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Sole Trader vs Limited Company – A Guide to Help You Decide

Sole Trader vs Limited Company – A Guide to Help You Decide

Sole Trader vs Limited Company

Plotting a business is no piece of cake. Those scratching their head thinking about a business, have to jump over two major barricades first to hit the road later. One – whether to operate as sole trader or start a limited company and secondly, the costs involved.

To make a decision, knowing both the business structures a bit deeper is necessary. Allow us to make it clear to you.

Going Sole Trader:

A Sole Trader is the one running the business on its own, means a self-employed person who is the sole owner of the business. In other words, ‘be your own boss’ type. Profit or loss, you alone are the one responsible for it and it will be your personal. Surprisingly, becoming a Sole Trader today is sky-rocketing with the existence of GOV.UK website, which has given wings to a lot of aspiring entrepreneurs.

Starting a Limited:

The limited one has an entirely separate legal identity. Any loss or debts in it will be limited to the company which makes your personal assets and finances, safe. Moreover, as the director and the shareholder of the business, you can allocate 100% of the company’s shares to yourself and enjoy salary and/or dividends from the company’s available profits.

Both are tempting, right? But, there’s good and bad in everything and so does these two business structures have. The confusion arises when it comes to business expenses. Whether running a solo marathon will be beneficial or opting for a limited one will yield profits. To help you figure that out, we are presenting here some of our understandings to hasten your decision-making.

A Comparison of Expenses in Operating As a Sole Trader Vs a Limited Company

Sole Trader: Cost and time saver. Setting up one is no big headache. A bit of paperwork and you are all set.

Limited: It’s the opposite. A lot of paperwork for which you may need a Specialist Limited Company Accountant or more to handle it all.

Sole Trader: Less tax efficient. As the sole owner of your business, you will be required to pay national insurance contributions (NIC) as well as income tax as your personal. You will have to pay Class 2 & Class 4 national insurance along with income tax on all your profits, the rates of which are generally higher than the corporation tax rates of a limited company.

Limited Company: Tax efficiency is up to the mark. As a limited company, you will only be required to pay up the corporation tax on the profits gained, which is currently at a rate of 19%, fairly lower than personal income tax rates. It can be paid as a combination of dividends and salary which will minimise your PAYE (tax you pay on your earnings throughout the year) and NIC outgoings. Once you pay the tax, you can take the net profit either as a dividend or keep it with the company itself. Or the best, consult an expert in Corporate Tax Planning and have nothing to worry about.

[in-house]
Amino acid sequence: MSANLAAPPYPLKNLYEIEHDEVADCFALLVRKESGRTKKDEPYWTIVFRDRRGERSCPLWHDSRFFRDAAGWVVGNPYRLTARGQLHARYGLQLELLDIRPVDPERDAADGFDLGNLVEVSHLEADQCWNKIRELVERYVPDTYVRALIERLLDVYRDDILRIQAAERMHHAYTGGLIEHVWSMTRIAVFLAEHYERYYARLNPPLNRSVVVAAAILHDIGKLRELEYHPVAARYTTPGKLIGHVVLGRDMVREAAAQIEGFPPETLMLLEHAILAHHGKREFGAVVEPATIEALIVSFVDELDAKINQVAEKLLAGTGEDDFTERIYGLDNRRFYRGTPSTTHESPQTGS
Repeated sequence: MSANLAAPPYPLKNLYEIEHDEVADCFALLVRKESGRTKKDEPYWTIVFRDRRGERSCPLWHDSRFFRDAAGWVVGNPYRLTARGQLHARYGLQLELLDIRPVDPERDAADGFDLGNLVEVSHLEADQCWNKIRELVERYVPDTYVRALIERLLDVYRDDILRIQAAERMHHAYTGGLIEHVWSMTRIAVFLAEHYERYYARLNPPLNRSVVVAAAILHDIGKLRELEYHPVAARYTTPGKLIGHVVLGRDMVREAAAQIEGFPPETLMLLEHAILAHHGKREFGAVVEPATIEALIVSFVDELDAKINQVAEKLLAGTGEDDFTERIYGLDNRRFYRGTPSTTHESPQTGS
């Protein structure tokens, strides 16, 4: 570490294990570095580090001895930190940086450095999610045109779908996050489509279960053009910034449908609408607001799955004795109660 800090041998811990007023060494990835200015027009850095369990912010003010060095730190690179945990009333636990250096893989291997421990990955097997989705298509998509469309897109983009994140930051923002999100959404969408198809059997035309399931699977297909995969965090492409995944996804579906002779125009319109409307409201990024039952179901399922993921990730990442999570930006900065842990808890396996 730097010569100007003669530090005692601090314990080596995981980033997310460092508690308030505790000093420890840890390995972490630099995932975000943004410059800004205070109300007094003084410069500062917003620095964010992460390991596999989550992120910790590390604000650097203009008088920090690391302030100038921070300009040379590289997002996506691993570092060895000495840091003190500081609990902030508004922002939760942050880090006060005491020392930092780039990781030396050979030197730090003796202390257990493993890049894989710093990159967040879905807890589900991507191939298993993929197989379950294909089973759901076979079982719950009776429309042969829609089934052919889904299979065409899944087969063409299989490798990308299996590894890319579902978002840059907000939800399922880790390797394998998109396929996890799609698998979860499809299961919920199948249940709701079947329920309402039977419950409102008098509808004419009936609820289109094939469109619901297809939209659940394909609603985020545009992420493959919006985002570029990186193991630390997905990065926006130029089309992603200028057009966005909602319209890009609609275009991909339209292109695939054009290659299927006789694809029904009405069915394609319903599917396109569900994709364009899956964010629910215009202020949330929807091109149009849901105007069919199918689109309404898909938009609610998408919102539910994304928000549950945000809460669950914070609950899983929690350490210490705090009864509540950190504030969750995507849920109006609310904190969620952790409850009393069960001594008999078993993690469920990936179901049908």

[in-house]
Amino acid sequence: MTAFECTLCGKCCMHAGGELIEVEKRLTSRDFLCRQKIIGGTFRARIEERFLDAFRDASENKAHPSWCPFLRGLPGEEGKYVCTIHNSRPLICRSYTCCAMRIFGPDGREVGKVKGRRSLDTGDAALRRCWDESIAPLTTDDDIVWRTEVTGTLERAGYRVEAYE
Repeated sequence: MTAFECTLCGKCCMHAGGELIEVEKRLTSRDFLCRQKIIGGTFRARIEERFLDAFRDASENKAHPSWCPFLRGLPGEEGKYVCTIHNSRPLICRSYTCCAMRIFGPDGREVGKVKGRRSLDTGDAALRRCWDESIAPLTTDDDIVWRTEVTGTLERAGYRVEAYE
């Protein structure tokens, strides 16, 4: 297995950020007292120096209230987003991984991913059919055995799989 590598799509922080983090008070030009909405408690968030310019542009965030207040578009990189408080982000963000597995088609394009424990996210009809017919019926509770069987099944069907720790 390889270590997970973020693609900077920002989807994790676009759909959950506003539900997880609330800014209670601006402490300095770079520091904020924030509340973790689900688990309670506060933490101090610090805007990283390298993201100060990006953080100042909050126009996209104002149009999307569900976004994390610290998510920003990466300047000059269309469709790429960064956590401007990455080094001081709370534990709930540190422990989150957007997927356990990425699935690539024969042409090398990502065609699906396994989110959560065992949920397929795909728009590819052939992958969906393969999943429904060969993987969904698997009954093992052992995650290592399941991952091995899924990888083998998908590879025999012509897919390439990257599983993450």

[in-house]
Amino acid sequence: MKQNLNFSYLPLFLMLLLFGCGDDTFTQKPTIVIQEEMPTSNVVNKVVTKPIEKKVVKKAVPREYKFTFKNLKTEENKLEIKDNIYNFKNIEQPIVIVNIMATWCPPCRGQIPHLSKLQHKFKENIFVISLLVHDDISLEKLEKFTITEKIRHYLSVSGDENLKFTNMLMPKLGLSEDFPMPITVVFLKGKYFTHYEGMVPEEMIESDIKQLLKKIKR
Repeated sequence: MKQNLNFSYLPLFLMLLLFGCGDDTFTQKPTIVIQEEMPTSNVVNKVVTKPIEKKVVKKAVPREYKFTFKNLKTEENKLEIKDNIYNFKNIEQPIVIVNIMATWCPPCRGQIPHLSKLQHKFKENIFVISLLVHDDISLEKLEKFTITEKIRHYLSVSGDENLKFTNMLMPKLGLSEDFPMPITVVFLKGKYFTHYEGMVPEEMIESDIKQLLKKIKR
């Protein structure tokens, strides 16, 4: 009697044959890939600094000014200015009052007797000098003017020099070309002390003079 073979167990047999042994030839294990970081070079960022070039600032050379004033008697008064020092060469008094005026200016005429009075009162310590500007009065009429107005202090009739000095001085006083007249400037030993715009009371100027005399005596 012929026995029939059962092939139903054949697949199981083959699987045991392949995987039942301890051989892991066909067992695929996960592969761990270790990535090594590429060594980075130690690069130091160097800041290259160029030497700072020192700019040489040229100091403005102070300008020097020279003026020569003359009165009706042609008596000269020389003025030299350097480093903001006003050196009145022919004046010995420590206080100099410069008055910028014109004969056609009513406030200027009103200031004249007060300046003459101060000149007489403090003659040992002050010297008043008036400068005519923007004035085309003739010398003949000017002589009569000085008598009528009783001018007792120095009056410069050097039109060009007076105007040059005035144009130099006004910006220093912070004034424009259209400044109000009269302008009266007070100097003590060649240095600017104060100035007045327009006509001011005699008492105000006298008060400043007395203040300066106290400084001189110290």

Sole Trader allowable expenses: Being a sole trader you won’t be able to get the taste of tax-free benefits and incentives. In order to claim tax relief, your business expenses must be incurred wholly and exclusively for the purposes of the trade. HMRC has certain strict rules regarding what expenses can be claimed and what not.

There are allowable expenses (expenses that are strictly related to your business) which include office expenses like:

  • Business stationery, printing costs, equipment like computers and printers and computer software.
  • Business premises expenses like rent, maintenance and repair, utility bills, property insurance, and security.
  • Business-related travel expenses like train, bus, plane or taxi, and hotel rooms and meals costs during business trips, including vehicle insurance, fuel, hire charges, repairs, servicing and breakdown cover
  • Stock and raw materials expenses
  • Legal and financial expenses like the cost of hiring a professional like an accountant, a solicitor, etc.
  • For business reasons; clothing expenses like the cost of uniform or safety wear; business insurance expenses like the public liability insurance and professional indemnity insurance
  • Marketing expenses like print advertising, directory listings, mailshots, free samples and website costs can be claimed.

Limited Company: Just as in sole trading, even a limited company obtains tax relief for its expenses if they are incurred wholly and exclusively for the purposes of the trade but, you can claim more business expenses through your limited company than as a sole trader. Any money you claim as the director of the company in expenses will be deducted from your company’s profit and will therefore not be taxed. The range of allowances and tax-deductible costs that a limited company can claim against its profits is wider than for the sole traders.

Sole Trader: For the self-assessment tax returns, sole traders are required to maintain and their sales and expenses on a spreadsheet but the accounts do not have to be submitted to HMRC unless subject to investigation.

Limited: Limited companies are bound to prepare annual accounts under the provisions of the Companies Act and submit them online in iXBRL with HMRC.

Final Thoughts

Who doesn’t love to cut down on the business expenses no matter how the structure of the business is? Sole Trdaer or limited, as said, each has its own advantages and disadvantages, ultimately it depends upon how you plan and execute it. If you need any expert advice or are looking for any company or personal accounts and tax-related services, We are just a call away.

Target Accounting UK
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